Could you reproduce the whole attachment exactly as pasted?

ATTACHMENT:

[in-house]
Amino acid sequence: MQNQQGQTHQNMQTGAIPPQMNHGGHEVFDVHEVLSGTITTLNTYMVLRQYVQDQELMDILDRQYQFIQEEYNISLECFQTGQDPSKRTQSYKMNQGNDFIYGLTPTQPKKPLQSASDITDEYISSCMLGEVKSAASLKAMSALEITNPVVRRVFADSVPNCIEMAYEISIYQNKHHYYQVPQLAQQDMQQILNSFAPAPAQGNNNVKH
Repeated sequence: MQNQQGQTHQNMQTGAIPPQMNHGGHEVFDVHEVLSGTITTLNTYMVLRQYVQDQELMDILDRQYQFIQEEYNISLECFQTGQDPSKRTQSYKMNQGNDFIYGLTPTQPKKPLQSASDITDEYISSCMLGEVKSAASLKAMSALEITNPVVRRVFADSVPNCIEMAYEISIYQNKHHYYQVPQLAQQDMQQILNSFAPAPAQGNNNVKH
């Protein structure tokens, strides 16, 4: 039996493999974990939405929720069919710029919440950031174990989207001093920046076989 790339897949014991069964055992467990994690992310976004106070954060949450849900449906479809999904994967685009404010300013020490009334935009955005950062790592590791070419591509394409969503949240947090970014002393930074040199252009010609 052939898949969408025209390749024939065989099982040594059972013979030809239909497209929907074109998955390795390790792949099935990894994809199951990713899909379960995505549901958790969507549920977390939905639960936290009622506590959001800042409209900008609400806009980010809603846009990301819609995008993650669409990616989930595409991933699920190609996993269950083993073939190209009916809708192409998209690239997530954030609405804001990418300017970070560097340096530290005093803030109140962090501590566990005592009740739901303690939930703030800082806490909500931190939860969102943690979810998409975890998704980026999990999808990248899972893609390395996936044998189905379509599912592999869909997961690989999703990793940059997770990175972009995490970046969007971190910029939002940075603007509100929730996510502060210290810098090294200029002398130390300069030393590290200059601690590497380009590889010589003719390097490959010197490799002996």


[in-house]
Amino acid sequence: MQNQQGQTHQNMQTGAIPPQMNHGGHEVFDVHEVLSGTITTLNTYMVLRQYVQDQELMDILDRQYQFIQEEYNISLECFQTGQDPSKRTQSYKMNQGNDFIYGLTPTQPKKPLQSASDITDEYISSCMLGEVKSAASLKAMSALEITNPVVRRVFADSVPNCIEMAYEISIYQNKHHYYQVPQLAQQDMQQILNSFAPAPAQGNNNVKH
Repeated sequence: MQNQQGQTHQNMQTGAIPPQMNHGGHEVFDVHEVLSGTITTLNTYMVLRQYVQDQELMDILDRQYQFIQEEYNISLECFQTGQDPSKRTQSYKMNQGNDFIYGLTPTQPKKPLQSASDITDEYISSCMLGEVKSAASLKAMSALEITNPVVRRVFADSVPNCIEMAYEISIYQNKHHYYQVPQLAQQDMQQILNSFAPAPAQGNNNVKH
């Protein structure tokens, strides 16, 4: 039996493999974990939405929720069919710029919440950031174990989207001093920046076989 790339897949014991069964055992467990994690992310976004106070954060949450849900449906479809999904994967685009404010300013020490009334935009955005950062790592590791070419591509394409969503949240947090970014002393930074040199252009010609 052939898949969408025209390749024939065989099982040594059972013979030809239909497209929907074109998955390795390790792949099935990894994809199951990713899909379960995505549901958790969507549920977390939905639960936290009622506590959001800042409209900008609400806009980010809603846009990301819609995008993650669409990616989930595409991933699920190609996993269950083993073939190209009916809708192409998209690239997530954030609405804001990418300017970070560097340096530290005093803030109140962090501590566990005592009740739901303690939930703030800082806490909500931190939860969102943690979810998409975890998704980026999990999808990248899972893609390395996936044998189905379509599912592999869909997961690989999703990793940059997770990175972009995490970046969007971190910029939002940075603007509100929730996510502060210290810098090294200029002398130390300069030393590290200059601690590497380009590889010589003719390097490959010197490799002996």